On univariate analysis worsening bowel damage showed notable association with average HBI [OR = 1.09 (95% CI 1.03–1.15), p = 0.0023], average SIBDQ [OR = 0.97 (95% CI 0.95–0.99), p = 0.001], ESR [OR = 1.14 (95% CI 0.99–1.31), p = 0.054] and CRP elevation [OR = 1.42 (95% CI 1.21–1.68), p < 0.001]. In addition, trajectory of deterioration showed significant association with presence of anemia of any duration [OR = 2.67 (95% CI 1.75–4.08), p < 0.001], anemia ≥3 y [OR = 2.31 (95% CI 1.43–3.73), p = 0.001] and with persistent anemia ≥3 y duration [OR = 1.62 (95% CI 0.68–3.88), p < 0.001]. On multivariate logistic regression analysis, after adjustment, median CRP elevation [OR = 1.41 (95% CI 1.13–1.74), p = 0.002] and anemia of any duration [OR = 2.15 (95% CI 1.29–3.57), p = 0.003] were the only variables noted to be significantly associated with progressive LI and damage as seen in Table 4.

Table 4 Determinants of worsening bowel damage (Delta Lémann Index >0) in Crohn's disease patients in the multivariate logistic regression analysis.

Independent variables OR (95% CI) p
ESR elevation (/5 y) 0.85 (0.7–1.03) 0.089
CRP elevation (/5 y) 1.41 (1.13–1.74) 0.002a
5 y SIBDQ 0.99 (0.97–1.01) 0.353
5 y HBI 1.05 (0.98–1.12) 0.193
Anemia of any duration during study 2.15 (1.29–3.57) 0.003a
Anemia ≥3 y 1.32 (0.73–2.38) 0.357

a Significant.

OR: odds ratio; CI: confidence intervals; ESR: erythrocyte sedimentation rate; CRP: C-reactive protein; SIBDQ: Short Inflammatory Bowel Disease Questionnaire; HBI: Harvey Bradshaw Index; y: years.

4. Discussion

In this study we found that patients with CD and anemia, particularly those with persistent or recurrent anemia had significantly higher Lémann Index scores and more rapid increases in LI over longitudinal follow up, along with significantly higher health care utilization, higher indices of disease activity and lower average quality of life, than patients without anemia. Moreover, the presence of anemia together with persistent CRP elevation is independently correlated with the worsening bowel damage.

There is evidence that surrogate markers of CD severity (use of more potent medications, hospitalizations and surgeries) correlate with greater health care utilization and expenditure along with lower quality of life [3], [17], and [18]. Previous indices devised to assess severity or disabilities in CD have focused more on functional rather than the structural aspects of disease complications [19] and [20]. LI is the first instrument that measures cumulative structural bowel damage and thus evaluates long term disability independent of fluctuations in disease activity [5]. It is a longitudinal tool, with each point in a plot of serial measurements representing total bowel damage thus far and a line joining each point depicting disease evolution over time [21]. As seen in prior cohorts, LI escalates with disease duration, thus indicative of accumulating damage [5], [6], and [22]. Rate of change in LI with time may be used to stratify patients’ disease into aggressive, indolent or treatment responsive types [6].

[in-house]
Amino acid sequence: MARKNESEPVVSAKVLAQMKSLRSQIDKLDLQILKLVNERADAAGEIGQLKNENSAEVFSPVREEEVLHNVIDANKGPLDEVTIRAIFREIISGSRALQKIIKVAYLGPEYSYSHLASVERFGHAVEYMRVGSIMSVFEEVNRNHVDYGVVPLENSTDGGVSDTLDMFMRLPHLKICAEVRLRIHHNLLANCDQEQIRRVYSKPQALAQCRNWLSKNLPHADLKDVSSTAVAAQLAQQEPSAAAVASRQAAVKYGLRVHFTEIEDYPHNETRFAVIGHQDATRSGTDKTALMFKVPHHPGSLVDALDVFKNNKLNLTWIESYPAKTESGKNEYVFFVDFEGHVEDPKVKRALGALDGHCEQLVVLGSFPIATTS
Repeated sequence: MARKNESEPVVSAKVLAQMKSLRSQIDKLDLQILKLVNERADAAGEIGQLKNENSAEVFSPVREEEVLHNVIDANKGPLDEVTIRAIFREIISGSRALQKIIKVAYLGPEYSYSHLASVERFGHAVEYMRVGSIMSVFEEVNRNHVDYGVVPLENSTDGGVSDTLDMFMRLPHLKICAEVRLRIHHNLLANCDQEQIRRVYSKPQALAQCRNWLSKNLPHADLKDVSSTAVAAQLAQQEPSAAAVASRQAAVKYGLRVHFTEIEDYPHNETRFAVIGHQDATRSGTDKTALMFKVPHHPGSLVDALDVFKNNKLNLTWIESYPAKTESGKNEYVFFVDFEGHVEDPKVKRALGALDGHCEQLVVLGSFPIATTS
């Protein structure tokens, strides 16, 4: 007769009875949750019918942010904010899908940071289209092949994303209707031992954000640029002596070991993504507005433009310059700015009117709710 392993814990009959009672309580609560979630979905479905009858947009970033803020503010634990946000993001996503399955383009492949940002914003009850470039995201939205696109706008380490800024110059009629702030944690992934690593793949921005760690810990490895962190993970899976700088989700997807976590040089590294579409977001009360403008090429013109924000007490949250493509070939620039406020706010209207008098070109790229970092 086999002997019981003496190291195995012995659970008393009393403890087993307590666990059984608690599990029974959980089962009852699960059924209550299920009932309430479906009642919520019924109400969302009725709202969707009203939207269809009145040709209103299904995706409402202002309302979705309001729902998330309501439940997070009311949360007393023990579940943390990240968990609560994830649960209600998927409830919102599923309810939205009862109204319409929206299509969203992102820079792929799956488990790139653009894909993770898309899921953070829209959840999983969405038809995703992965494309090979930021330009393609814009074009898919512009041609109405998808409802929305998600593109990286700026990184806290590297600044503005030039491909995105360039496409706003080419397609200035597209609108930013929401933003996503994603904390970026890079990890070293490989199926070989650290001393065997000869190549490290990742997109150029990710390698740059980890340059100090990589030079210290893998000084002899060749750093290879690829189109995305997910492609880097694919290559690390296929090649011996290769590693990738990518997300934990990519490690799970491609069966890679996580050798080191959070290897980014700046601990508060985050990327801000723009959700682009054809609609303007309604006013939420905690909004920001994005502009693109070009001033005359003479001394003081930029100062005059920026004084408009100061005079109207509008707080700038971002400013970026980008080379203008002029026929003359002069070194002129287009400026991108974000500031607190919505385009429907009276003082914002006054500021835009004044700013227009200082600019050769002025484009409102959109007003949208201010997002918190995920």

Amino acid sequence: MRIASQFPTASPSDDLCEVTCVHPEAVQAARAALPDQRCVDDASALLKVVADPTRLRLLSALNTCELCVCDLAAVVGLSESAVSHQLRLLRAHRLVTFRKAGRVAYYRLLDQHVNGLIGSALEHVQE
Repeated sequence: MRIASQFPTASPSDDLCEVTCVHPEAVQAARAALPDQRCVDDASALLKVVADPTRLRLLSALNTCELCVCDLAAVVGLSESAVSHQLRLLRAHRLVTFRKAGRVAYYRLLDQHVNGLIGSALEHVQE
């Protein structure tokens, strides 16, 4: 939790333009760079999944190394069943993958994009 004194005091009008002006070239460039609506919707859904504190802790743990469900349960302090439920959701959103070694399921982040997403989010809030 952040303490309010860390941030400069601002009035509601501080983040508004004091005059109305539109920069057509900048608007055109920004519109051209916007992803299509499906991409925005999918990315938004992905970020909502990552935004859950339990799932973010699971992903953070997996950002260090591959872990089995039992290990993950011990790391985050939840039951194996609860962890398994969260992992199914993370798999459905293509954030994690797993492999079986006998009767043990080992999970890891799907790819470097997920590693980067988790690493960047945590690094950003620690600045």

The presence of anemia has been found to be associated with several clinical and laboratory measures of CD activity [23], [24], and [25]. In a recent report a low hematocrit served as an independent predictor for shorter time to occurrence of CD related complication or surgery. In addition, sustained anemia in this cohort was associated with higher frequency of complications [10]. Our prior study that included 245 CD patients showed that anemia status was significantly correlated with higher health care utilization, greater disease activity as measured by clinical activity indices (HBI) and biochemical markers (CRP and ESR), and lower quality of life scores as measured by SIBDQ [11]. Our current study with a higher number of CD patients finds similar strong association of anemia status with a more disabling disease course.

In addition, in the present study we find for the first time that anemia status is independently significantly correlated with bowel damage as depicted with the recently developed and evaluated Lémann Index. CD patients with anemia also had significantly higher rate of change in LI, or the DLI over 5 years compared to patients without anemia. These findings highlight the role of anemia as a marker for aggressive disease and a possible contributing factor in disease progression. Among parameters that are currently used as measurements and biomarkers to gauge disease activity, persistent CRP elevation and anemia of any duration during the study raised the odds for trajectory of deterioration by 1.41 and 2.15 times respectively.